We Marry, Snub, and Exploit Immortals

Author: C.S. Lewis

The Weight of Glory is one of the best collections of C.S. Lewis essays, each expertly covering a difficult and poignant topic that interfaces with how we react with one another, with our calling in life, and ultimately how we interact with God. The topics range from humanity’s ultimate, immortal nature; to our finding and answering our callings; to how we think about and understand Heaven; to the effects of war and pacifism; to the truth of Christianity as averse to the fancy, poetical pull of false religions and ideologies; and more. The topics are quite heady, and this is not the “read it once” type of book, much less one that you can read (or listen to) with only half an ear. It’s a hard read, for sure, and some essays are more accessible than others, but they are all personally edifying and essential reading for all Christians.

This book is comprised of nine essays, starting with the title piece, which reflects on how we treat one another and how we fail to understand the ultimate nature of humanity. We shall each become immortal, and Lewis argues, in his famous lines:

It is a serious thing to live in a society of possible gods and goddesses, to remember that the dullest most uninteresting person you can talk to may one day be a creature which, if you saw it now, you would be strongly tempted to worship, or else a horror and corruption such as you now meet, if at all, only in a nightmare. All day long we are, in some degree, helping each other to one or the other of these destinations. It is in light of these overwhelming possibilities, it is with the awe and circumspection proper to them, that we should conduct all our dealings with one another, all friendships, all loves, all play, all politics. There are no ordinary people. You have never talked to a mere mortal. Nations, cultures, arts, civilizations – these are mortal, and their life is to ours as the life of a gnat. But it is immortals whom we joke with, work with, marry, snub, and exploit…” (45-46).

This essay on what glory means, on our true nature and what we should concentrate on as we work with (and against) one another is a famous essay for a reason, and if you only have the chance to read one C.S. Lewis work, this should be it. The collection starts strong here, and Lewis explains in his simple, yet insightful way, what we already know but keep forgetting: we are made for something far greater than our petty desires, our ignoble temptations, our small-minded, in-the-moment inanities.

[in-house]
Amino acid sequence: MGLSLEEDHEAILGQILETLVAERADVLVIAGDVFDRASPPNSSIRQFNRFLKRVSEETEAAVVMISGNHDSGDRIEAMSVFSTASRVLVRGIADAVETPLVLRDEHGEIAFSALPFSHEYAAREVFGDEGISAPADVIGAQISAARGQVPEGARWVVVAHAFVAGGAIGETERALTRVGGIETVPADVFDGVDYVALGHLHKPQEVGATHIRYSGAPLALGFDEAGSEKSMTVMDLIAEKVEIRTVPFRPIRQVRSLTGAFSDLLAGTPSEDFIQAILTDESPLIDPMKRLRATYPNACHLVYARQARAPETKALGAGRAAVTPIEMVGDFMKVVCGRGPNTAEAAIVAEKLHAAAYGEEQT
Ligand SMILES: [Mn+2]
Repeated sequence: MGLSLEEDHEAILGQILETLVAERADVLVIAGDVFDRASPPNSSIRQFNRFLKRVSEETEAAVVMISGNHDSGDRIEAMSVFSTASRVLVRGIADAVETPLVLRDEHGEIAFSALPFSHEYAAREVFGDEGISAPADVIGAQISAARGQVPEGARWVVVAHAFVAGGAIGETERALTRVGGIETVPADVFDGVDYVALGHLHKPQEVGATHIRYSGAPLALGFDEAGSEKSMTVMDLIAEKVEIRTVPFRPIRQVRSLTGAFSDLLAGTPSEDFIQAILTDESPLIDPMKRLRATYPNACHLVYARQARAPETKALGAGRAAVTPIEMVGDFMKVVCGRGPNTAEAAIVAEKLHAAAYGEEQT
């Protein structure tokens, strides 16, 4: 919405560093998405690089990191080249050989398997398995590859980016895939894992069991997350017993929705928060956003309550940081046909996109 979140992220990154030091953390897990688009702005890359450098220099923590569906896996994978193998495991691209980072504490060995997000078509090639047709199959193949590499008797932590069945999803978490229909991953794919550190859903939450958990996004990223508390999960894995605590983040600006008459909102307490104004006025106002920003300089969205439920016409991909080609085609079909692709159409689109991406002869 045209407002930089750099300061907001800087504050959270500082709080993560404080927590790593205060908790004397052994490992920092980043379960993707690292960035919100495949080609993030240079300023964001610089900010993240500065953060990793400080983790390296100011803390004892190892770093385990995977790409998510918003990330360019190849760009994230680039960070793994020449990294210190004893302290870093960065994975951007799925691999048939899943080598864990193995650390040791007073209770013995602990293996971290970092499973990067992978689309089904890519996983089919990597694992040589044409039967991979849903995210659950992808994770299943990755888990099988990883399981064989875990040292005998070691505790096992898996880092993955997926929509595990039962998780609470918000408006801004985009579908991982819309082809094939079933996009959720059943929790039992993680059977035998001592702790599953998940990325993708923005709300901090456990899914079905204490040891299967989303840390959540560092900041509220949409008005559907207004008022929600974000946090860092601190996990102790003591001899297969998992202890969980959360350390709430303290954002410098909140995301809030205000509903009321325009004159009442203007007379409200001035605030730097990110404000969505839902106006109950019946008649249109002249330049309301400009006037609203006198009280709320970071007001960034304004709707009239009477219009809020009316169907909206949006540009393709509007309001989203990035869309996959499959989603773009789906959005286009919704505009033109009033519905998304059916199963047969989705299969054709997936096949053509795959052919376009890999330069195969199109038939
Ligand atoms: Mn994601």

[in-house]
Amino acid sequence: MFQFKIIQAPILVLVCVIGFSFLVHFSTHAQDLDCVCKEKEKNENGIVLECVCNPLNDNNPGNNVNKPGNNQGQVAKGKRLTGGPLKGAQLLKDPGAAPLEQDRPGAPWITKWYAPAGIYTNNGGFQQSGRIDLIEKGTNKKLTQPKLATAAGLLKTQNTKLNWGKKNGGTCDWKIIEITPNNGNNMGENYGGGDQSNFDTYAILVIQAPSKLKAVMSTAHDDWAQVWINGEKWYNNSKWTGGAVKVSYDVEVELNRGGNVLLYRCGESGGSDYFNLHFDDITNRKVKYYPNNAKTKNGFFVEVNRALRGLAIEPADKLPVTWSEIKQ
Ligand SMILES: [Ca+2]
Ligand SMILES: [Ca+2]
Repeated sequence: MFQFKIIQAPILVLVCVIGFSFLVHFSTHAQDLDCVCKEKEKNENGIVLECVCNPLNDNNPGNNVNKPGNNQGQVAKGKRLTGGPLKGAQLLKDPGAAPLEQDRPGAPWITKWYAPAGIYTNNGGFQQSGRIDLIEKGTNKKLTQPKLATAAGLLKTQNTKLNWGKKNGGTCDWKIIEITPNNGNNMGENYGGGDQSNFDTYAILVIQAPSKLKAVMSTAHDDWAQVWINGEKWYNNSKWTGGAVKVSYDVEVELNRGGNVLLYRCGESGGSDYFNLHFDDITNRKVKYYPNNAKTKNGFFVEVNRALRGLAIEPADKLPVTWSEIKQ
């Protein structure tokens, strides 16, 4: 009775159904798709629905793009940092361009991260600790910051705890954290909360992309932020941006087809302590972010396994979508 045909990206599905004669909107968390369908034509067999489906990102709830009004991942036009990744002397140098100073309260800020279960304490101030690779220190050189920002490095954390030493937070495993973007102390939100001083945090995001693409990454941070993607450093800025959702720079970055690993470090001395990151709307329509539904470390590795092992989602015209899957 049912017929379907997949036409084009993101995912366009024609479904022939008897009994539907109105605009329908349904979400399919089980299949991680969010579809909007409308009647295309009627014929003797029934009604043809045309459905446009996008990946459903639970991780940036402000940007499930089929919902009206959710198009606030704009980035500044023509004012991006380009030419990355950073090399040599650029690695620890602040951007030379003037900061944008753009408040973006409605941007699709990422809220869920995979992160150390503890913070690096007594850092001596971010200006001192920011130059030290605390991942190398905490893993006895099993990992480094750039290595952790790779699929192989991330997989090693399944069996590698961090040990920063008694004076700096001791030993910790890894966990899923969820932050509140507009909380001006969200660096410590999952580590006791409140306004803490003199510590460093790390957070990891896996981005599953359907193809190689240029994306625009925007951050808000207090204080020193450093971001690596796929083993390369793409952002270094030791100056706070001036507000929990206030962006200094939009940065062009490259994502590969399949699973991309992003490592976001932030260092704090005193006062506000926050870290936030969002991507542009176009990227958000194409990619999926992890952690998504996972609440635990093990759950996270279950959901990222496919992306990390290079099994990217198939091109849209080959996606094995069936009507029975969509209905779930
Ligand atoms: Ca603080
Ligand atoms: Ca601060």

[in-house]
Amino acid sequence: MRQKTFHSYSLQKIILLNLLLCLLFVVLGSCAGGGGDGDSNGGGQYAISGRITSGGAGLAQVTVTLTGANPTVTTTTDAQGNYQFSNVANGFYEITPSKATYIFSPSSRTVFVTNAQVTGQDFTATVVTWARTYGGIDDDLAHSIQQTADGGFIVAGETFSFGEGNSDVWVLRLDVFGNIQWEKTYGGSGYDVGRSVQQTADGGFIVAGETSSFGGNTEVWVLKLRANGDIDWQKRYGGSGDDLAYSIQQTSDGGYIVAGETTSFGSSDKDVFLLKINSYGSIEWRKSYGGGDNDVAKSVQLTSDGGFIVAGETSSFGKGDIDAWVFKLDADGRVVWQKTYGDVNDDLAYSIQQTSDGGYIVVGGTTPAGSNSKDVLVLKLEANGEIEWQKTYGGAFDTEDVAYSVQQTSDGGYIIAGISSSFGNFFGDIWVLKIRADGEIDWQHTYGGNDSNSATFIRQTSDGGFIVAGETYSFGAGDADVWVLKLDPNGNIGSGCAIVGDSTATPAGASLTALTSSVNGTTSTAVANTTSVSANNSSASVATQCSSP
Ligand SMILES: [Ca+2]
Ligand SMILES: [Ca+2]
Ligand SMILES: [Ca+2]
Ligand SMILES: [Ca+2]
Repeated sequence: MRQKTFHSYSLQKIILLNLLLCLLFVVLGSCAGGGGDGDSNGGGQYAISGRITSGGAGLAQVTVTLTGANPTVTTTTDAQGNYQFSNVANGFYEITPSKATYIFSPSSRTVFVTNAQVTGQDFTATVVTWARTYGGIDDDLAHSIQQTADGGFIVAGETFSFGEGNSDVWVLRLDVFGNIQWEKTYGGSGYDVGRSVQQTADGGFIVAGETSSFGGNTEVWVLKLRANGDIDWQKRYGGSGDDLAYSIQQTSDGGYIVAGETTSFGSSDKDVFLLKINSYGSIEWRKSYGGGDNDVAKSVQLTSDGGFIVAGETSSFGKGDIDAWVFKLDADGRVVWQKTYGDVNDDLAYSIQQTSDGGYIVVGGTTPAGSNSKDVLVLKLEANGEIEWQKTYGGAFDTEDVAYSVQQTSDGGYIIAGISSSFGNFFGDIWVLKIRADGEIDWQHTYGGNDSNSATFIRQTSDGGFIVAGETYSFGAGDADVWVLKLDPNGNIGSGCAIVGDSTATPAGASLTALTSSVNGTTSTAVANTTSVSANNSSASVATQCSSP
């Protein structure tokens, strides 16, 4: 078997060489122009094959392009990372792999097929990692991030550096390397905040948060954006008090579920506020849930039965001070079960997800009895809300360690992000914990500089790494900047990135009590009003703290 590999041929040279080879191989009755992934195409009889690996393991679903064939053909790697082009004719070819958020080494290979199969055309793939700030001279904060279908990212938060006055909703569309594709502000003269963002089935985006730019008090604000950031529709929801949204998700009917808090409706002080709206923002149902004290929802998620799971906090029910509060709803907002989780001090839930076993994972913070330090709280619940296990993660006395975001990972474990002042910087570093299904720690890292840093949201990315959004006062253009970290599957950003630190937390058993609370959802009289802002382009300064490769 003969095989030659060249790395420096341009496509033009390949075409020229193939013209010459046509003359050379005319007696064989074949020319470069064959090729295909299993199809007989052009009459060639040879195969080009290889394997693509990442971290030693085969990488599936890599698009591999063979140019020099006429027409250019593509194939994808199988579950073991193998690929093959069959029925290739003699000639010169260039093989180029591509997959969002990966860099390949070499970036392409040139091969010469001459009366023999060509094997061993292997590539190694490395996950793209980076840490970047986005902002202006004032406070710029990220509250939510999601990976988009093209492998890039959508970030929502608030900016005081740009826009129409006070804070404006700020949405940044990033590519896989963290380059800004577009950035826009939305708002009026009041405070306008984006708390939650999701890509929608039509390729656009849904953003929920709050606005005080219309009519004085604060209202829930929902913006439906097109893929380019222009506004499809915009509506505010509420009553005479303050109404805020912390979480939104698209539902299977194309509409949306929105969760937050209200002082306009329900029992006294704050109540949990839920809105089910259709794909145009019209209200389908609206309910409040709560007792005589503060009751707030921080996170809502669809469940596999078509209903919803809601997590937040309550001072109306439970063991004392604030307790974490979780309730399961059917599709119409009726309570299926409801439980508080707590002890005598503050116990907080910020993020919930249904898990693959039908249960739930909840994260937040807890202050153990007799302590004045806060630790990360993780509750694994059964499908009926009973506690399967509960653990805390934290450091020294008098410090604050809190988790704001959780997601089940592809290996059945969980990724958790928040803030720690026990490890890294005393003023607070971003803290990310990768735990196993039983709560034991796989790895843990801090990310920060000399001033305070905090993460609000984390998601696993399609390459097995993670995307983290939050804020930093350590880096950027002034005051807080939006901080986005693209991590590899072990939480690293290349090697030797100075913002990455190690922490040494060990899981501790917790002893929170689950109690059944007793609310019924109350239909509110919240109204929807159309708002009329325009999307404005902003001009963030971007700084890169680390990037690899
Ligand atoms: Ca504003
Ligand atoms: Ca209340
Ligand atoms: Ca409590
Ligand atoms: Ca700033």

Another idea presented in this collection that I found especially inspired is in Lewis’ second essay, talking about the then current World War (II) and reminding everyone to not romanticize their calling. No time is exceptional and everything we do for God, whether we are a solider or a sweeper, a grand artist or a janitor, should be done for the glory of God. There are no ordinary callings, and we should not get swept up in our times and miss our mission or undervalue what God has called us to do, even if it isn’t especially exciting in the world’s estimation.

One of Lewis’ more difficult essays, “On Transposition,” left me with a vital image. Lewis describes our true understanding of the universe and of heaven, saying that we are like a child born in a prison, who only knows the outside world through drawings; we are shocked to find out that the real world does not consist of lines, nor is it two dimensional. This explanation and visual was very striking and brought home to me further how little we truly understand the greatness of God and His ultimate kingdom.

Lewis also brings in humanity’s love of storytelling, tying it into poetry. Now, this is something I understand less (despite my English major past, I hate poetry). What stood out for me though was how Lewis addressed some critics’ response to the Bible and Biblical narrative and how its truth is not necessarily as exciting as the lies of, for instance, evolution. Lewis points out that truth, once we come to love it, is just as sweet as poetry, but at times it’s very trueness can be off-putting to our inner artists. Sometimes artists have learned and been taught to prefer elegant lies to the unvarnished beauty of truth. It’s an interesting idea, and one that although complicated, and a little hard to follow at times, has merit.

Lewis, a man of deep friendships, also has a lot to say about community. This is another area where I sometimes felt that Lewis was speaking directly to me. Lewis warns against the cliquish nature of humanity and, conversely, the individualistic bent of society that overlooks the value of community. He advocates for a middle ground: moments of silence with God, but also strict inclusion in a community of believers. As someone distinctly outside of community, half cynic and half hermit, this constant focus on a community in Christian books I have been reading of late is just further brought home by Lewis. As he notes, there are pitfalls even here, but ignoring humanity and going it alone is not God’s mandate nor the answer to our personal spiritual growth.

There are, of course, other essays. I felt that the best were in the beginning. As the book goes on, the essays get more difficult to understand and also shorter. They all have merit though, and I can see myself re-reading this tome, as well as another one of my favorite Lewis collections, God in the Dock, again and again. As always, reading and re-reading Lewis opens new horizons, reveals old truths, and engages readers both intellectually and spiritually. I was not disappointed and am pleased to add The Weight of Glory to my growing Lewis library. Highly recommended.

– Frances Carden

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Frances Carden
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